In 1845, as the forgotten visionary Margaret Fuller was laying the foundation of modern feminism, advocating for black voting rights, and insisting that “while any one is base, none can be entirely free and noble,” she contemplated what makes a great leader and called for “no thin Idealist, no coarse Realist,” for a person “of universal sympathies, but self-possessed,” one for whom “this world is no mere spectacle or fleeting shadow, but a great, solemn game, to be played with good heed, for its stakes are of eternal value.”
But how does a nation, a society, a world concerned with more than the shadowy spectacles of the present identify and elect such leaders to shape the long future?
A century and a half after Fuller, Octavia Butler (June 22, 1947–February 24, 2006) — another rare visionary — offered a glimmer of guidance in her sibylline two-part series set in the 2020s: Parable of the Sower (public library) and Parable of the Talents (public library) — a set of cautionary allegories, cautionary and future-protective in their keen prescription for course-correctives, about the struggle of a twenty-first-century society, Earthseed, to survive the ecological collapse, political corruption, corporate greed, and socioeconomic inequality it has inherited from the previous generations and their heedless choices.
Like Ursula K. Le Guin, Butler straddled the timeless and the prophetic, saturating her fiction with astute philosophical and psychological insight into human nature and the superorganism of society. Also like Le Guin, Butler soared into poetry to frame and punctuate her prose. Each chapter begins with an original verse abstracting its thematic direction. She opens the eleventh chapter of the second Earthseed book with this verse:
Choose your leaders with wisdom and forethought.
To be led by a coward is to be controlled by all that the coward fears.
To be led by a fool is to be led by the opportunists who control the fool.
To be led by a thief is to offer up your most precious treasures to be stolen.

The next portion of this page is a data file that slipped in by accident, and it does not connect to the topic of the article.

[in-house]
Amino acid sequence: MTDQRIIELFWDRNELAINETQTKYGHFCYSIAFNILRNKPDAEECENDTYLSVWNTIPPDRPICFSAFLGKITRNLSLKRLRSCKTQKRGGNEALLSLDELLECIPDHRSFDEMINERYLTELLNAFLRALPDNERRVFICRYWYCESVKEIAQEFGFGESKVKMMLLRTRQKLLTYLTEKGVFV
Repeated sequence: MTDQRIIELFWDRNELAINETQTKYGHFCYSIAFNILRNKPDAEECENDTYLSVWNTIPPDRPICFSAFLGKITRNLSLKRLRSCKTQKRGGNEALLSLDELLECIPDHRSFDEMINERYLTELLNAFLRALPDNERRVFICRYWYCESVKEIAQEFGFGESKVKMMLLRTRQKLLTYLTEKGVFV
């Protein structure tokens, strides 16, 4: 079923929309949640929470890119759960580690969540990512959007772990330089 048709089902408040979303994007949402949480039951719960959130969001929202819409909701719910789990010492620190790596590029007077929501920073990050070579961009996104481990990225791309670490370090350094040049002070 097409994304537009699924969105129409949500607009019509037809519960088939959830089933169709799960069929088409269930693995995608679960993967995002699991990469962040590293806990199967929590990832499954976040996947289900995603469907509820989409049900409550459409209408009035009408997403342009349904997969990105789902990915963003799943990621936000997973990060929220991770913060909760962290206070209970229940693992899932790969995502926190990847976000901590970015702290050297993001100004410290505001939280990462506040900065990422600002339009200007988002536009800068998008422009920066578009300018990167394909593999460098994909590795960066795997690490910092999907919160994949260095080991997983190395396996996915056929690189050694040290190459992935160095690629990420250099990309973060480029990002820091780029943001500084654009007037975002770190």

To be led by a liar is to ask to be told lies.
To be led by a tyrant is to sell yourself and those you love into slavery.
And yet our discernment in choosing wisely, Butler intimates in a chilling short verse from the first book, can so often be muddled by our panic, by our paralyzing fright and pugilist flight:
Fighting their rescuers.
With staggering prescience and perhaps with a subtle wink at James Baldwin’s assertion that “a society must assume that it is stable, but the artist must know, and he must let us know, that there is nothing stable under heaven,” Butler lets us know that drowning people do not choose their leaders wisely:
When apparent stability disintegrates,
As it must —
God is Change —
People tend to give in
To fear and depression,
To need and greed.
When no influence is strong enough
To unify people
One against one,
Group against group,
For survival, position, power.
They remember old hates and generate new ones,
They create chaos and nurture it.
They kill and kill and kill,
Until they are exhausted and destroyed,
Until they are conquered by outside forces,
Or until one of them becomes
Most will follow,
Or a tyrant
Again and again, Butler cautions against the blindness of choosing from a state of heightened emotion — the very blindness which political propaganda is aimed at blinkering over the eyes of the electorate with the constant stirring of our most amphibian fears:
When vision fails
Direction is lost.
When direction is lost
Purpose may be forgotten.
When purpose is forgotten
Emotion rules alone.
When emotion rules alone,
In a short verse evocative of the closing lines of Jane Hirshfield’s stunning poem “The Weighing,” Butler beckons us to become Earthseed — to become “the life that perceives itself changing” — and to effect change with our conscientious choices:
There is no end
To what a living world
Will demand of you.
A century and a half after Margaret Fuller’s admirer Walt Whitman peered at the democratic vistas of a thriving society and exhorted humanity to “always inform yourself; always do the best you can; always vote,” Butler leaves us with this central question of personal responsibility:
Are you Earthseed?
Do you believe?
Belief will not save you.
Guided and shaped
By belief and knowledge
Will save you.
Initiates and guides action —
Or it does nothing.
The shortest verse in the book distills Butler’s largest message:
Kindness eases Change.
Complement with David Foster Wallace on what a “real leader” means and Hannah Arendt on loneliness as the common ground for terror and how tyrants use isolation as a weapon of oppression, then revisit poet Naomi Shihab Nye’s magnificent ode to choosing kindness over fear and Audre Lorde’s magnificent ode to choosing creation over destruction.